‘Go Caitlyn, It’s Your Birthday!’ was published in Cult Noise magazine in June, 2015
I, for one, am proud to exist in a generation where change is so graciously accepted, if not encouraged. There’s so many features in this day and age which make adulthood a progression people should strive towards. Long gone are the days of licking the wounds of adolescent regrets until we’re too old to even remember them; there is a life beyond 30, and I’m excited to embrace it. Yesterday, Caitlyn Jenner did the once unthinkable, and sooner or later – you watch this space – everyone will be at it.
We’ve all read too many clichéd quotes that, generally, go along the lines of: “It’s amazing how much can change in a year…” Is it really? Try digesting two decades worth of social advancements in this day and age when it’s almost impossible for people to keep up with Apple alone, never mind who’s changing into what gender. The time has come for people of all composure to shine like a camp, glittery disco ball alongside homosexual, transgender and heterosexual beings alike. And I promise you, the close-minded black clouds of this sunny generation are the ones in the minority these days (neither party being right or wrong, I should add).
We have come so far from misunderstood Nadia Almada, the first transgender contestant and winner of Big Brother in 2004. Caitlyn’s status as a Jenner parent has a lot to do with why her decision has been so celebrated, as difficult as this might be to accept for those of us unfavourable towards celebrity culture. However, in the same instance, because of who she is, it has been that little bit more courageous of Jenner to have actually gone through with her dreams. I believe she deserves every praise that comes her way.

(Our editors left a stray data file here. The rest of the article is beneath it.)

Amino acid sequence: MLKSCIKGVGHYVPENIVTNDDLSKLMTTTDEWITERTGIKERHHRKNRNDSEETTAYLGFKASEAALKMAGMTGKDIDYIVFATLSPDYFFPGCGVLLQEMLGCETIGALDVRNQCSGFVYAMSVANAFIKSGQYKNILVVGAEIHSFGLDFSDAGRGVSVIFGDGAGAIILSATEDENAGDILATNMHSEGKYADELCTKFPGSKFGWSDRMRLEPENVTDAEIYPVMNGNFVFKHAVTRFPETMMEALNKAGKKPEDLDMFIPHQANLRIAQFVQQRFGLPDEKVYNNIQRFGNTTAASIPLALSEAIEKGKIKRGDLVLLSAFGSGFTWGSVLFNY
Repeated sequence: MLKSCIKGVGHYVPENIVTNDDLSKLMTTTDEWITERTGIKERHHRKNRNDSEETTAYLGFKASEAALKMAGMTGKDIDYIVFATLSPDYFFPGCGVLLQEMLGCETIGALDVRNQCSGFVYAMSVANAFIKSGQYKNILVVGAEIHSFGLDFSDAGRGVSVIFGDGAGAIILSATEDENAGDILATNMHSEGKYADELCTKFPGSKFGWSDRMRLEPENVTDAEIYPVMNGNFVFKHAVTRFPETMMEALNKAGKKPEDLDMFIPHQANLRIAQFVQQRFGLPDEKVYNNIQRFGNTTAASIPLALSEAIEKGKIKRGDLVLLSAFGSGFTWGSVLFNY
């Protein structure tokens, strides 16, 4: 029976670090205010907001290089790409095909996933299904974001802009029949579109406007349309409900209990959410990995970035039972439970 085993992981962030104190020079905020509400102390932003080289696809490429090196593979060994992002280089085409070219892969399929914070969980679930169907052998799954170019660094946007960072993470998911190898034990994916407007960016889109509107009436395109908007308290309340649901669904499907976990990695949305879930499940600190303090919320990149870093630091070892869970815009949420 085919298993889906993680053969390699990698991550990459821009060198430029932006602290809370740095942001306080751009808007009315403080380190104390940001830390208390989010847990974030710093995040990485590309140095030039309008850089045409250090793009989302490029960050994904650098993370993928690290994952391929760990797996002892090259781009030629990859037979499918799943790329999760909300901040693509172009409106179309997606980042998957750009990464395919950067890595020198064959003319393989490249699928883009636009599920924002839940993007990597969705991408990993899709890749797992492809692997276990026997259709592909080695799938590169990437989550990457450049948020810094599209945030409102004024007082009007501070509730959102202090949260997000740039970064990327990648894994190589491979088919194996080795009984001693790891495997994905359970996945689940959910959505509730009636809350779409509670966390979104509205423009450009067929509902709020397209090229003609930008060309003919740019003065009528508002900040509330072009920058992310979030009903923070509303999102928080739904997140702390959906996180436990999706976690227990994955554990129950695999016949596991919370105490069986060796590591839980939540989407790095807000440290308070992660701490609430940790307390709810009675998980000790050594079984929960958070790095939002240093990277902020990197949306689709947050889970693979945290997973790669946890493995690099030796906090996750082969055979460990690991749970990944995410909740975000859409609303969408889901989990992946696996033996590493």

Here are some lessons Caitlyn – with a ‘C’ – has just taught us this week.
The diversity of human nature is electrifying.
Following the brave outputs of Caitlyn and other famous transgender faces, like Australian model Andreja Pejic, people have discovered a whole other side of human existence which has been here all along: we can be anything we want to be. This isn’t to suggest surgeons operate a ‘Build-a-Human’ scheme allowing you to reshape your body, only then will you be able to reach your potential fully – no. It means that we can identify ourselves however we like – man, woman, gay, and straight, bi-sexual, a-sexual, you name it – and not have to justify the decision.
We will no longer be defined by things that are not our fault.
People are screaming out not to be defined by their gender. Nowadays, modern thinking couldn’t be further away from favouring exclusively men – why? The world has realised that body parts are in no way a reflection of a person’s compassionate, academic or physical abilities. It’s extremely humbling that Caitlyn has no rush to go under the knife and physically embrace womanhood in its entirety just yet. It is a lesson to those among us who haste to conceal any evidence of previous lives lived in their body and reassures us all that we endure a mental journey to find freedom as well as a physical one.
Becoming who we are is not about who we love.
One of the biggest misconceptions I, among others, admittedly assumed to be the defining factor with Caitlyn was that her reason for transitioning was down to sexual orientation: a preference for men. This is not the case as during her gravity defying interview with Diane Sawyer, still as a man, she revealed that she was still attracted to women. The beauty of this modern day is that we as people are no longer limited to loving one kind of person in the same way we can all enjoy different kinds of music.
Look at the beautiful result when society decides to let people just be as they are. I am not a straight, white, female adolescent. I am a human being, just like Caitlyn: she just is, they just are and I just am.